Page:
As a member of Scout Studio, Northeastern's on-campus design studio, I worked with two other designers on a team to redesign and revamp IDEA's marketing website. IDEA is Northeastern's student-led venture accelerator. Their current site was clunky, unintuitive, text-heavy, and outdated. We worked directly with their marketing team to research and develop their brand. From research to sitemapping to wireframing and finally executing, this was my first big project in UI/UX that incited a new passion for me.
For phase one, our team worked with IDEA to determine the branding direction they wanted to go in. From branding exercises to moodboards to researching competitor sites and writing user stories, we spent a lot of time focusing on who they are now, and who they want to be.
To the left are two mood boards I created for this activity. One was sort of cartoony, zany, and creative, which the IDEA team liked but felt didn't fit with their brand at all. Another was clean, professional and minimalist, which the team liked and chose as a direction to move forward with.
We also did some branding activities to understand where their brand was currently and the direction they wanted to go. We decided with their team that the brand was friendly but smart, professional but approachable. Maintaining that balance became one of our main challenges.
Our research & discovery involved evaluating the existing IDEA site. We conducted user experience interviews and determined that, in addition to being text heavy and overwhelming, the navigation was confusing. A lot of important infomation was hidden in the depths of the website. Lots of things, like clickable links or forms, were not differentiated with design, so it was easy to miss important links or understand what the call-to-action was. The headers had an awkward filter over them that made them seem a bit off, and the header text was off center and disorienting. In addition to making some big cuts and decisions on how to organize content, we also would need to establish a more purposeful design system.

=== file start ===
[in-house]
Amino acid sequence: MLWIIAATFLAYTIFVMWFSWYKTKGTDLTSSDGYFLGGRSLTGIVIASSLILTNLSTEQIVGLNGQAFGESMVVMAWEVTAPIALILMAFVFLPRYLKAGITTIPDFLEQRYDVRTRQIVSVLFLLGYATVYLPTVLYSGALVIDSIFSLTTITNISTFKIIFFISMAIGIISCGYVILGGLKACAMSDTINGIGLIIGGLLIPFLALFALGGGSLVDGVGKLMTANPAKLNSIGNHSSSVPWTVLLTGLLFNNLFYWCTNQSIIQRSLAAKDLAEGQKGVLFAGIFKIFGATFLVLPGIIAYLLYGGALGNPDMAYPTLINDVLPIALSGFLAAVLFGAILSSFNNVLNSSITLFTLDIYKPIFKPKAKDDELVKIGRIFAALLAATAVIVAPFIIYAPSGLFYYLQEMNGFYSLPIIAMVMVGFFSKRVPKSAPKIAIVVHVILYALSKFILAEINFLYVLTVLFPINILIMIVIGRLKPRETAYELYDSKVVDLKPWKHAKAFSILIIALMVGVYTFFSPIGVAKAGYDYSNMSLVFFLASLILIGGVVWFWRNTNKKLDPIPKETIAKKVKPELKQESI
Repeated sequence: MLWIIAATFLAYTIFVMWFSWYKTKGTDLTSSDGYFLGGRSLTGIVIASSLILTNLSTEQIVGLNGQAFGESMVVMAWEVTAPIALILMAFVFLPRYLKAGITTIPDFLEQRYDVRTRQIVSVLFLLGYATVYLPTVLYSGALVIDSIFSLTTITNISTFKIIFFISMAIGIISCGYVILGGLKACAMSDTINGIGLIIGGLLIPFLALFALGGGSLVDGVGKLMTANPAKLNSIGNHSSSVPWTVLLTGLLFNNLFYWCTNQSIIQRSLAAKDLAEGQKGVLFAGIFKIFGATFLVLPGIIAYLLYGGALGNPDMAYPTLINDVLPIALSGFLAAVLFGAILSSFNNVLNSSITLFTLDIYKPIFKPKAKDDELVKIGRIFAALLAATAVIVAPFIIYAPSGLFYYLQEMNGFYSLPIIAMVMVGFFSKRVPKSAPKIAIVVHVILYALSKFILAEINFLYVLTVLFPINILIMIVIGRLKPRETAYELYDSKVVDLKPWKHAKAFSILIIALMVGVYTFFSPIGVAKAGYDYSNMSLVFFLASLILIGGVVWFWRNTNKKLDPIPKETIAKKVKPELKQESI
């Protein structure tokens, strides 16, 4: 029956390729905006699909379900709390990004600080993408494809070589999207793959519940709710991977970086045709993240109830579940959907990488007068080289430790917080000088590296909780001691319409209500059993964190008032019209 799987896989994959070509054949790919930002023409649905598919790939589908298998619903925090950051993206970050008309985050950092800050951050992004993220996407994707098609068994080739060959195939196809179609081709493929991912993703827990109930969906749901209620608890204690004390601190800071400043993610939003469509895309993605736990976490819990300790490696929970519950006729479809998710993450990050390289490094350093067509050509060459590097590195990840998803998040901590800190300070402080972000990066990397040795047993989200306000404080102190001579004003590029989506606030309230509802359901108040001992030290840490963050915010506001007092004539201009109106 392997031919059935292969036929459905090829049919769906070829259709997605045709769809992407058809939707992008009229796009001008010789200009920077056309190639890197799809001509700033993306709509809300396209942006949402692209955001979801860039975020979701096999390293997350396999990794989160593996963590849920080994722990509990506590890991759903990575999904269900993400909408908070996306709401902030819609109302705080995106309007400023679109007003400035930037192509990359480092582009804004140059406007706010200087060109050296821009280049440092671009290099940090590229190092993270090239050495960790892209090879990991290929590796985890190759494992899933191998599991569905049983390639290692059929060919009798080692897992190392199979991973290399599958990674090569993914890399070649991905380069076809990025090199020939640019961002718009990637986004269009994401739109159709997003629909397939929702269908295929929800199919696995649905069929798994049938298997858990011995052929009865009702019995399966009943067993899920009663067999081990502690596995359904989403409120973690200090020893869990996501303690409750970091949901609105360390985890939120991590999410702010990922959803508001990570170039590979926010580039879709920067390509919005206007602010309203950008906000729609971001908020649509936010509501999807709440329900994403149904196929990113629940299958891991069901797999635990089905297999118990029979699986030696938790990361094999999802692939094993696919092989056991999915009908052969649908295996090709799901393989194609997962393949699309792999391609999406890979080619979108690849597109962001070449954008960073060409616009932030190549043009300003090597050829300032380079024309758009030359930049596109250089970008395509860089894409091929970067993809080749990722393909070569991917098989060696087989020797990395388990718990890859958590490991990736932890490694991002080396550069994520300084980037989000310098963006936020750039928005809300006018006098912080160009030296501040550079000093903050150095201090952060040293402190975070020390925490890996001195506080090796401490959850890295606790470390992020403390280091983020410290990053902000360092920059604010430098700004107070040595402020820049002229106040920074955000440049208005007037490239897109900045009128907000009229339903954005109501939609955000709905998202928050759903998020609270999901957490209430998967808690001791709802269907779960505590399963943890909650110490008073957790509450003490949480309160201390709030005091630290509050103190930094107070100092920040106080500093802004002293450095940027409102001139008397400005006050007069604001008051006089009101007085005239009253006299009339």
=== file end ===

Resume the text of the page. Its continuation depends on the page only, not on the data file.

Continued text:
For our sitemap, we did cardsorting activities with sticky notes to determine the best flow of information. We also conducted User Experience interviews to identify existing pain points on their website, and then used that research to make the experience more intuitive.
After that, we began the process of wireframing, or low-fidelity prototypes, to illustrate the order of information on each page. We had to make decisions about things like whether to have text appear on hover, or to use image carousels -- we decided against both of these for the sake of not having any hidden information.
We worked in Adobe XD and Invision to create responsive wireframes that function across mobile, tablet, and desktop platforms.
With wireframes outlining the site's content, our next step was to actually start to stylize the site. We began by making "style tiles," or small snapshots of a potential site's design to give the IDEA team a visual idea of what the site could actually look like.
While we knew their general brand direction, there were many design elements we could utilize to get that across.
We decided on the fonts Lora and Cera, because we felt they were both professional yet friendly, which was perfect for a professional brand run by students.
After testing a few design elements in full, high-fidelity mockups, we solidified our design elements and began making the site consistent across all pages in terms of design elements, type, and spacing with a detailed design system.
We decided on a dark blue slant across header images for added accessibility while adding a sleek but quirky aesthetic. We used orange accents in our illustration to utilize their orange brand color without being abrasive or overwhelming. We also added a soft grey plus pattern to promote positivity while adding a fun, approachable layer that still felt strong and authoritative.
This was time to sweat the details--every object had to be placed perfectly from pixel to pixel so everything would be consistent for the developer handoff.
Our final steps were to compile all of our design materials into a component guide so that future designers making edits and updates can understand the design system we used to make our beautiful website. From hex codes and color usage to patterns, photos, spacing, hover states, and typography, every nitty-gritty detail is laid out perfectly in a book for future reference.
The site will be live in early 2019! Stay tuned!